Anne Marie Chaker at The Wall Street Journal gave us some new insights how monster consumer brands are amping up texture in products. It seems that preferences for mouth feel can put consumers into one of four categories: chewers; crunchers; smooshers; or suckers. The findings suggest that we reach for snacks that not only match our style but the situation around us.
Christine Kalvenes, Frito Lay VP of Innovation, explains in the WSJ online video, that time of day or levels of tension can direct food cravings. Had a long and harried day? Then soothing, creamy foods might smother those stressed-out moments.
Likewise, energizing in the morning might call for crisp, citrusy foods.
Correlation between mood and food has been an ongoing focus for many in the research community. Concerned psychologists aim to re-direct emotional eating to something more healthy. Depression is not a free ticket to binge eating they might say.
Snack companies are of course trying to tap into the emotional state by creating sympathetic foods. This is very much the backstory behind “jacking-up” Doritos for the thrill seeking twenty-somethings.
This is part of what firms like The Understanding and Insight Group do when they research human behavior on cravings.
Roy H. Williams elegantly described in the Monday Morning Memo, that we have a mood machine already. It’s called the radio. He argues that qualities of music change how we feel. In a similar fashion the written or spoken word through the convention of pitch, key, tempo, rhythm, contour and interval trigger the heart. It’s precisely the science behind poetry.
So if emotion is influenced through contour in the ear, might it also be influenced through contour on the palate?
What’s fascinating is whether mood influences food choice or whether food choice influences mood. Or both.
If we believe the theory that body posture and feelings are co-dependent, then sitting up straight might actually energize the mind. Or that smiling makes you happy, just as much as being happy makes you smile.
Let’s be absolutely clear, we mean not to suggest causation; more correlation. We will not fall into the error of Post hoc, ergo propter hoc. Thank you Aaron Sorkin for illustrating this so beautifully in the West Wing.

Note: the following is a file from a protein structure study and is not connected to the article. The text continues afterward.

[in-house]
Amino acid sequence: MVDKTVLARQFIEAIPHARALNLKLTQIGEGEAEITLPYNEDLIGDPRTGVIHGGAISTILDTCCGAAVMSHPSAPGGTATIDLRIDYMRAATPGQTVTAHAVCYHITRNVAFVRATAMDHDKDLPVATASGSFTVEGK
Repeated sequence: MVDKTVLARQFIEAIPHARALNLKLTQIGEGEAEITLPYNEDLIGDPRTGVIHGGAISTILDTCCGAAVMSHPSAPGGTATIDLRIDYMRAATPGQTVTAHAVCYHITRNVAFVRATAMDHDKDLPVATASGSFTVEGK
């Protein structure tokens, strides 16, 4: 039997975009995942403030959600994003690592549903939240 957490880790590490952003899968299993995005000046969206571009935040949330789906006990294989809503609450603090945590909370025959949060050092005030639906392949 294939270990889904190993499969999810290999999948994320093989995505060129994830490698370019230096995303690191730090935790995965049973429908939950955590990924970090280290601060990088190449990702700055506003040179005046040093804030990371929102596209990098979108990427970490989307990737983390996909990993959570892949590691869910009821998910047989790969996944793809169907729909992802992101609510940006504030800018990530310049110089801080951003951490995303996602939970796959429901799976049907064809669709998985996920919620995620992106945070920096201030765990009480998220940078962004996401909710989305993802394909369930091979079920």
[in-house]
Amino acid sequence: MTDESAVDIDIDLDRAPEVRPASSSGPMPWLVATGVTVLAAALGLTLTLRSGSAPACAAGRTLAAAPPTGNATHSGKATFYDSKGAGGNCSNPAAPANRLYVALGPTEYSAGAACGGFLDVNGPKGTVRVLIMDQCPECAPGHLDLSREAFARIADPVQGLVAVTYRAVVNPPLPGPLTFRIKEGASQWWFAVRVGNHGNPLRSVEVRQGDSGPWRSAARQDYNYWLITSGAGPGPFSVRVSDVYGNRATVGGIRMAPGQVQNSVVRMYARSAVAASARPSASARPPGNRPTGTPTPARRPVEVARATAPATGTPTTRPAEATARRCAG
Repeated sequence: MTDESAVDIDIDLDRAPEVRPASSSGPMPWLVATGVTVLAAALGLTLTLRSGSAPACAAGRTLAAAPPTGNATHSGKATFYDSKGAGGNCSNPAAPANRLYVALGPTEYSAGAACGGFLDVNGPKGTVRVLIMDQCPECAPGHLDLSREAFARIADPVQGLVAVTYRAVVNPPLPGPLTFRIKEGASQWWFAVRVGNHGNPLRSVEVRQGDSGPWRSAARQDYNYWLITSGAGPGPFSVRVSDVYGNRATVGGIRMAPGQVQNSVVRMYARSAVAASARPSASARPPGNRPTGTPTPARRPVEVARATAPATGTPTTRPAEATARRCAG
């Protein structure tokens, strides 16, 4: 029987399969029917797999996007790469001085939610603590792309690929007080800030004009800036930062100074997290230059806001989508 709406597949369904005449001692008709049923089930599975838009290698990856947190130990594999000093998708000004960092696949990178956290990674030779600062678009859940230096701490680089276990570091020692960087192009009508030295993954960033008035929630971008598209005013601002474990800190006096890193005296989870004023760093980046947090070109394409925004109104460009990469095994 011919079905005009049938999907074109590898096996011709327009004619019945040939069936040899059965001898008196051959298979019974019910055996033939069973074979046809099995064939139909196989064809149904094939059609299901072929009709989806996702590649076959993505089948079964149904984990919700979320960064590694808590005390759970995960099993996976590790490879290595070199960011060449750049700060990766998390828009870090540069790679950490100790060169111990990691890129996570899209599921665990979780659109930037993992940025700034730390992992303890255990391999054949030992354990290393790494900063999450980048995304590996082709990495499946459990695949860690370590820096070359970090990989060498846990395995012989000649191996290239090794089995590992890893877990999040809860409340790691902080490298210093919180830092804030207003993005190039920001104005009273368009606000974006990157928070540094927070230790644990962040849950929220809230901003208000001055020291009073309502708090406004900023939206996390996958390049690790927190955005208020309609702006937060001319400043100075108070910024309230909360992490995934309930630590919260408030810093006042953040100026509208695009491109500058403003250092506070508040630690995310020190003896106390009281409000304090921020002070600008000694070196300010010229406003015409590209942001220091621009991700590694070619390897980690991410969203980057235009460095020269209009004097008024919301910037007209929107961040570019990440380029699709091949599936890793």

Nor do we want to overlook the powerful brain chemistry at work here. Excitatory neurotransmitters and inhibitory neurotransmitters pull our feelings as the moon does with the tide. The article in How Stuff Works provides an excellent summary of happiness and comfort in food.
All things considered, it seems reasonable to elevate our attention to food texture and emotions. This could prove especially handy when planning the next gathering. Might we add excitement through a little crunch?
Consider the elegant appetizer of steamed clams on a bed of fried kale pictured above. The contrast of deep umami in the thick chew of the bi-valve is offset by the wispy crunch of the green. The chef was very intentional here.
Or consider Tyson Cole, James Beard award-winning chef and owner of Uchiko. Chef Cole tosses crunchy items at us like dodge balls at a middle school competition. Sultry pork belly pairs with sauteed spring onions accented with a fried slice of fennel bulb. The presentation looks like an aerial view of a sculpture garden.
And the texture elicits intrigue as much as the salty smoke of the pork.
We could continue with other such examples of texture mapping and feelings but will call it to a close.
Rather you are invited to upload your experiences to the comment field. What emotions spiked in the last memorable meal? And how did it roll around the tongue?